Hey folks 🎉
I’m currently unpacking boxes, but let’s unpack some great machine learning. I have also decided to answer last week’s Interview Question in this issue. Let me know what you think!
Last year OpenAI delighted everyone with an Avocado chair generated by DALL-E, but of course, the model is huge. In comes the smaller minDALL-E for your experimenting pleasure!
It’s becoming more apparent that suitable ML applications are contingent upon clean labelled data. Doubtlab provides different methods to inspect noisy labels.
Data scientists always wonder why someone would record written out numbers. The numerizer package can convert natural language numbers to ints and floats.
I’m still writing 30 Twitter threads about machine learning in 30 days. It’s been a lot of fun, and I’m still going. If you’d like me to write about a topic, let me know!
Apart from that, I was just done unpacking boxes when my things stored in Denmark for two years arrived here in Germany. It’s truly a blast from the past to find all those things from pre-Covid PhD times. I got my board games! So exciting.
Finally, I have been to the ECMWF office for the first time. It’s so interesting meeting my colleagues for the first time.
It’s the small things in life. Going through my old boxed, I found my old fidget cube. I missed that thing regularly in Edinburgh, and it’s in front of me right now, helping me focus on writing to you!
Anthony Ongaro has a nice video testing fidget toys, in case you’re in the market.
These blog posts started as Twitter threads. If you want to check those out, click the little birdy 🐦!
In last week’s issue, I asked, “How do you make a machine learning model robust to outliers?” 🐦
A robust machine learning model is one that is less likely to be affected by outliers.
Outliers are an important consideration in machine learning. Outliers are any data point that is unusually separated from the rest of the data. They are not necessarily bad, but they can be problematic.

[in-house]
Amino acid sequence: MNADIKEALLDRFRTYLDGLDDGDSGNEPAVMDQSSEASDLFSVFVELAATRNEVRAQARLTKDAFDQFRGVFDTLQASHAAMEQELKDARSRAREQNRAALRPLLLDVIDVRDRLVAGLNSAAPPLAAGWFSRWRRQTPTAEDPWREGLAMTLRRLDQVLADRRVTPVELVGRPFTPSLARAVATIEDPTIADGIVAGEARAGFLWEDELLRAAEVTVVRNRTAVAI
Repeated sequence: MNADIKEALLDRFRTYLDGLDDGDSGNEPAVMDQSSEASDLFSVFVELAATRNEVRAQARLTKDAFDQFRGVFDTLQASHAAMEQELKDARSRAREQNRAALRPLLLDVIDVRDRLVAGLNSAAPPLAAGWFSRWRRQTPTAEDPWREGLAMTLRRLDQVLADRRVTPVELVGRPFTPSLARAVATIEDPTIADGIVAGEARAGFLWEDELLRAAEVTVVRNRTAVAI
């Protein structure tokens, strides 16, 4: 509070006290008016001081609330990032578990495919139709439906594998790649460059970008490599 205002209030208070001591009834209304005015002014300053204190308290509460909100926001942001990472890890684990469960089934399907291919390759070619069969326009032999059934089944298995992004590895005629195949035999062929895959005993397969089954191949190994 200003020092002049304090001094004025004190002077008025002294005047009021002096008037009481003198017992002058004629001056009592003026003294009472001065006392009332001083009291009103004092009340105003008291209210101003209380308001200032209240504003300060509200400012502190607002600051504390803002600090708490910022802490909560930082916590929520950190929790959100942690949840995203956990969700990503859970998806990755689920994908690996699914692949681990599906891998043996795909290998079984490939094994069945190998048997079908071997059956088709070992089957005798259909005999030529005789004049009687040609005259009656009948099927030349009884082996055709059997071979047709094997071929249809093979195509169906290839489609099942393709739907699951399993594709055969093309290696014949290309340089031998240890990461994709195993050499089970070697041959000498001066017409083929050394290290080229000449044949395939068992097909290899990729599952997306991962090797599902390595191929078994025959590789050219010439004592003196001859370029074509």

You may want to remove an outlier to avoid biasing your model. However, outliers can actually be interesting to study in their own right, and in some cases, the outlier may be critical to the success of your machine learning model.
If you have a difficult dataset, then you can pick a model which is naturally robust to outliers. For example, if you have a Logistic Regression, you might find that a few outliers are enough to cause it to break down. In that case, you can go back to the drawing board and try out a completely different model like a Random Forest.
When using scikit-learn to preprocess the data, the Robust Scaler method is an outlier-resistant scaling method that is available too. The Standard Scaler subtracts the mean and scales to unit variance, which can be heavily skewed by outliers. The Robust Scaler addresses this by scaling each feature by calculating the distance between the 1st and 3rd quartiles, commonly called Inter-Quartile Range (IQR).
Finally, different metrics are more appropriate to deal with outliers. While the mean squared error explodes outliers, it may be appropriate to use the mean absolute error, which handles outliers linearly. Alternatively, my all-time favourite, the Huber loss, might work on your problem set.
What is a confusion matrix and what are the benefits of using one?
Post them on Twitter and Tag me. I’d love to see what you come up with. Then I can include them in the next issue!